A couple of nights back, I had a dream about Thornton Wilder. (NO, you pervert. It was not an erotic dream. It was a respectful dream. Literarily respectful). This was a first for me. Not just dreaming about Thornton Wilder, but dreaming about any author. My dreams are generally unremarkable-the usual fare entailing talking animals, having the ability to fly, or showing up naked for a math test. I’m nothing if not Freud’s most boring case study. (Sometimes, a math test is just a math test.) As much time as I spend reading, you’d think my dream life would be heavily populated with literature, but it’s not. It’s perhaps notable that I don’t dream about books, but I’ve never expected have dreams about authors. You know what would be amazing? Character dreams. For instance, could Jay Gatsby please show up in a dream and make out with me? Yes, he could. JAY: THE DOOR IS OPEN. Instead, Thornton Wilder showed up and hung around while I ran around doing dream stuff.
For those of you who have not been visited recently by Dream Thornton Wilder, let me catch you up. Son of the Midwest and global citizen, Thornton Wilder (1897-1975) had a gift for taking appallingly complex philosophical, moral, and historical topics and presenting them in works both approachable and relatable. A novelist and a dramatist, he is probably most known today for the play Our Town, the deceptively simple story of the citizens of Grover’s Corners, New Hampshire. Our Town scored the Pulitzer Prize for Drama in 1938. In his spare, non-Pulitzer-winning time, Wilder wrote novels, and his 1927 book The Bridge Of San Luis Rey won the Pulitzer Prize for the Novel. OOOPS. I made a mistake there. I meant in YOUR spare non-Pulitzer-winning time. Then, because everyone needs a hobby and his two other Pulitzers were lonely, Wilder picked up a third one in 1942 for the play The Skin Of Our Teeth. All of which leads me to wonder if Thornton Wilder ever dreamed about showing up naked for the Pulitzer Prize ceremony.
It’s sad, but even three Pulitzer prizes cannot keep an author on the top of the best-seller lists indefinitely. Now is a good time to confess that the only Thornton Wilder I have ever read is Our Town, and I have not read it in a long, long loooong time. However, since Our Town has ascended to Required Reading immortality, it feels like I read it every other year when I was in school. I’ve also seen it produced a few times. (Because the set for the play is a minimalist masterpiece consisting of a ladder and a couple of side chairs, Our Town is incredibly cheap to stage, meaning you can probably go see it at a high school near you right now.) Our Town tells the story of the intertwined lives of the Gibbs and Webb families in tiny Grover’s Corners, New Hampshire. The geography is interesting but ultimately irrelevant-Grover’s Corners could be any small town in any part of rural America in the years between the World Wars. In the traditional arc of events in a traditional life-graduations, marriage, parenthood-Wilder examines our relationship with our mortality and what is means to be resilient, not just in the face of personal tragedy, but in finding the strength to thrive in the banality of everyday life. It’s heady stuff, but Thornton Wilder sneaks past everyone’s Serious Drama Alarm System with the folksy, wry Stage Manager character. The Stage Manager guides the audience through the play, observing and commenting on the unfolding events in Grover’s Corners. He serves as the viewer’s advocate and representative on stage, right in the middle of that small town action. It’s a devastatingly effective way to involve an audience, and no matter how many times I have seen Our Town, it never fails to move me.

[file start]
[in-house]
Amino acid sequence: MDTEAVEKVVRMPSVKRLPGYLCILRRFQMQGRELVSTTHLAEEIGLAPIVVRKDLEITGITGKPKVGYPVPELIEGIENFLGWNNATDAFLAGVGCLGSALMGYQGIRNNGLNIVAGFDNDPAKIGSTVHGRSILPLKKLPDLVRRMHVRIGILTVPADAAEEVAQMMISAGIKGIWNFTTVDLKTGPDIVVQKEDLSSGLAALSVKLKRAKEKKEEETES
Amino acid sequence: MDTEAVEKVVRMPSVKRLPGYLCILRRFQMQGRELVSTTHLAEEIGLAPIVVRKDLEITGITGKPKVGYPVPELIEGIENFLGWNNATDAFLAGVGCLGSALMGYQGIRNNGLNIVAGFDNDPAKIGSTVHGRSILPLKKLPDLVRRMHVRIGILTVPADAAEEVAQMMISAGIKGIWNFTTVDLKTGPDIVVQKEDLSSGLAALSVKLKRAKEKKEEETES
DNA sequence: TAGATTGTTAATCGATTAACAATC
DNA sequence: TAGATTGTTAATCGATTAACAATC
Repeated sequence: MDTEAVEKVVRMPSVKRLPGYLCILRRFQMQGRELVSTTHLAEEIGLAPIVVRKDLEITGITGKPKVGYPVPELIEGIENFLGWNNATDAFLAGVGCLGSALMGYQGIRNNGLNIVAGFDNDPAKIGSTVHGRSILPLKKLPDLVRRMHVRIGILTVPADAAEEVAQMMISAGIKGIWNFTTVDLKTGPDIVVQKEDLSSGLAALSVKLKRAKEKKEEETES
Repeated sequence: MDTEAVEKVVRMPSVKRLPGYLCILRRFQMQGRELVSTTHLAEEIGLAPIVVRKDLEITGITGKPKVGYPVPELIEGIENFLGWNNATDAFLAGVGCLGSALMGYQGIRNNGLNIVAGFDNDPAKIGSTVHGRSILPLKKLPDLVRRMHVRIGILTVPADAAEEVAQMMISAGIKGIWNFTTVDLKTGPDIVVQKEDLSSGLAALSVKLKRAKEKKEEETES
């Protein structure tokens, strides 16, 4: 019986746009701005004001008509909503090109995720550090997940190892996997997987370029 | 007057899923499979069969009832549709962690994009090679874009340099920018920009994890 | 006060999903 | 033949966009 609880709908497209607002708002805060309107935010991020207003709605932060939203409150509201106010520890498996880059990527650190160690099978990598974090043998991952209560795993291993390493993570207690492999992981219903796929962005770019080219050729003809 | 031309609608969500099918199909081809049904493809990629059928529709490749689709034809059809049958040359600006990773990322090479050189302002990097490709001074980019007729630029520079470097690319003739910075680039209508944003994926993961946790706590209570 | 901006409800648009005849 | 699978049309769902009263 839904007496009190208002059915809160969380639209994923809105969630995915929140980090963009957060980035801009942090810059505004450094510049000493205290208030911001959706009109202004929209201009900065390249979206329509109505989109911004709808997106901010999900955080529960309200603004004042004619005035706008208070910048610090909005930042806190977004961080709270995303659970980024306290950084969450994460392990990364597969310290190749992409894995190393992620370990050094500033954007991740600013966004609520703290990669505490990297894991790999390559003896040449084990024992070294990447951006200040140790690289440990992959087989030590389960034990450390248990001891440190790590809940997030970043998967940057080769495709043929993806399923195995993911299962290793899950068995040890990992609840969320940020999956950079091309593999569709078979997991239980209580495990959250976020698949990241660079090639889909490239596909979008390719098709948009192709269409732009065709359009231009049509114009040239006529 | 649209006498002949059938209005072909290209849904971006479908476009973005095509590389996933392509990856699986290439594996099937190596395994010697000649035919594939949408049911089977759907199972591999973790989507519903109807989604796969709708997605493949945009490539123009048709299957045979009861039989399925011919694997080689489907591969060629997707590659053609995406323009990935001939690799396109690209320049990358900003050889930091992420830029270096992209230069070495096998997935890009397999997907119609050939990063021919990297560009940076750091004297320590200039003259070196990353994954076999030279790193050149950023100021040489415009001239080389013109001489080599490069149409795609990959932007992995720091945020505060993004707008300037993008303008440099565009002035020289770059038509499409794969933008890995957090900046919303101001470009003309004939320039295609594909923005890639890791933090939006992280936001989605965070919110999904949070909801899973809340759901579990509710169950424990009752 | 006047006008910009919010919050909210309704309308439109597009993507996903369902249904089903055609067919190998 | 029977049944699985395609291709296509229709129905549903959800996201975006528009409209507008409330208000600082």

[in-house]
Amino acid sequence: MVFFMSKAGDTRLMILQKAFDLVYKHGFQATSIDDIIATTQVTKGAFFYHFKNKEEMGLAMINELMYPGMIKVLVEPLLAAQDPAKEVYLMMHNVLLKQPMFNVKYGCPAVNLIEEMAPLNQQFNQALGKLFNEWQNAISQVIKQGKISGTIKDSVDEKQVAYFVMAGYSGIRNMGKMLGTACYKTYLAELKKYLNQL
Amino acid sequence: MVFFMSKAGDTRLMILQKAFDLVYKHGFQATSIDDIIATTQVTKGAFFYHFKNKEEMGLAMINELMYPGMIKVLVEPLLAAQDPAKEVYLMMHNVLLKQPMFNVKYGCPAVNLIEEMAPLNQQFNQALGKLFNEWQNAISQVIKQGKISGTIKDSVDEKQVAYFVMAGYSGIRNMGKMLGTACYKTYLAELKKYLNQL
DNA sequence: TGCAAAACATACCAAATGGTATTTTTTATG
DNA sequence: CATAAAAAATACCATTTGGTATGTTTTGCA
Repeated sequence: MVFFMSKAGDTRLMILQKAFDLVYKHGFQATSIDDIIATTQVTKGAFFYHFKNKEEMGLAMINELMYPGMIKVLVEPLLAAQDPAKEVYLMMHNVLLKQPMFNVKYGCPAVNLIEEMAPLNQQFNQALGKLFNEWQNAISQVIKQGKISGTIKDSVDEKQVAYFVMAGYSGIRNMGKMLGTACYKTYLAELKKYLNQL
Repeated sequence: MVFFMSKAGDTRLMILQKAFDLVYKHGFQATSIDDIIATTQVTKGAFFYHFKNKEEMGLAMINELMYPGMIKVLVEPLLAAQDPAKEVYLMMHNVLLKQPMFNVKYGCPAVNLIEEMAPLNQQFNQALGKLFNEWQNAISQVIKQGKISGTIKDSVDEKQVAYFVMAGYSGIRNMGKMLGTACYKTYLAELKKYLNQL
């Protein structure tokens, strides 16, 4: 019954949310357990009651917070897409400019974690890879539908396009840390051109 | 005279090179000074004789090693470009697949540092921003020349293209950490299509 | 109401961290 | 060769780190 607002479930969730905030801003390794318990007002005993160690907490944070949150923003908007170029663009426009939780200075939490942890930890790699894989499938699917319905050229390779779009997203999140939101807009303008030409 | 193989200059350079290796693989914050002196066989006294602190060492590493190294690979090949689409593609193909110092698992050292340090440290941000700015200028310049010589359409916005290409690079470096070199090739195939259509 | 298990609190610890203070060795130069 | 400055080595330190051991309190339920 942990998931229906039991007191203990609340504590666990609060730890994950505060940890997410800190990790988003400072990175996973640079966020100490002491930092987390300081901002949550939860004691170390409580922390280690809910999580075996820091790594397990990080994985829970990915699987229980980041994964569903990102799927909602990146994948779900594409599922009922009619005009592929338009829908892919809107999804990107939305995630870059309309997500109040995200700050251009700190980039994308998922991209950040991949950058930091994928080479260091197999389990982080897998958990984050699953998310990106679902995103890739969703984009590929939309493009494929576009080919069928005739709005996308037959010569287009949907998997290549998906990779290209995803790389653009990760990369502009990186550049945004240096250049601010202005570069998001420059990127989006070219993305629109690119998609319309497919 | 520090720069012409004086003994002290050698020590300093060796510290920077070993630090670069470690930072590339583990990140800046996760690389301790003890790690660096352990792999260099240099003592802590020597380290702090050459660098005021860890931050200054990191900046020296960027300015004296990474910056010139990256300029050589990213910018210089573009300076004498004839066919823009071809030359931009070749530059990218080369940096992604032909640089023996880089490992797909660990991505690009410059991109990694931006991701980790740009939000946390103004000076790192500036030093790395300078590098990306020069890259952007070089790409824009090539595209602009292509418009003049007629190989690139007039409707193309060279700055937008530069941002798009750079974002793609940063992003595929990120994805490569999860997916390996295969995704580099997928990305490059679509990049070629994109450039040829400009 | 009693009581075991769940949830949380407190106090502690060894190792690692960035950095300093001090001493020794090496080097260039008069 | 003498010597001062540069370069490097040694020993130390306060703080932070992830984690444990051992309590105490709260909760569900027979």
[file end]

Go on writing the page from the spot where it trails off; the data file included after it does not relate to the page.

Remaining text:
Our Town is a breezy read, and I really liked it every time I read it, but it hadn’t crossed my mind in a long time. I don’t even own a copy, which I discovered the morning after the Ghost of Thornton Wilder Past crashed my dream. I was a little embarrassed, and I hoped that Thornton Wilder would not show up again so I wouldn’t have to explain to him that he’d visited someone who didn’t even own ONE of his THREE Pulitzer Prize-winning works. (Seriously, y’all, Thornton Wilder will take every opportunity to bring up those Pulitzers. BRAGGY.) Off I went to the bookstore to remedy this glaring oversight. After hunting all over, I finally had to ask for assistance. A quick online search revealed that the only Thornton Wilder inventory in the store was one copy of Our Town in the Required Reading section. It would seem that Thornton Wilder has fallen somewhat out of fashion. Clearly, the time is ripe for a whole Our Town branding reboot. Why not? Jane Austen’s well-manned Georgia era young ladies now genteely kill zombies. Abraham Lincoln is ridding frontier America of a vampire scourge. Isn’t it time for the citizens of Grover’s Corners to operate a training academy for international spies? Maybe it can be the location of a secret laboratory for the CDC where they research and cure all the urgent diseases and train international medical spies? Or perhaps the whole town collectively owns a maple syrup factory, which serves as a front for a safe house for international spies. I think you see where I am going with this.I’m not sure what possessed Dream Thornton Wilder to show up in my head, but clearly, he was slumming. If he’s looking to stage a comeback, he is doing it all wrong. I mean, I appreciate the consideration, but this Tiny Book Blog isn’t exactly going to deliver a splashy re-entry. I know he’s dead, but I think even dead Thornton Wilder could score a seat on James Corden’s couch or the cover of People magazine.
Thornton Wilder wrote the screenplay for one of the best Alfred Hitchcock movies, Shadow of a Doubt. Netflix and chill with that.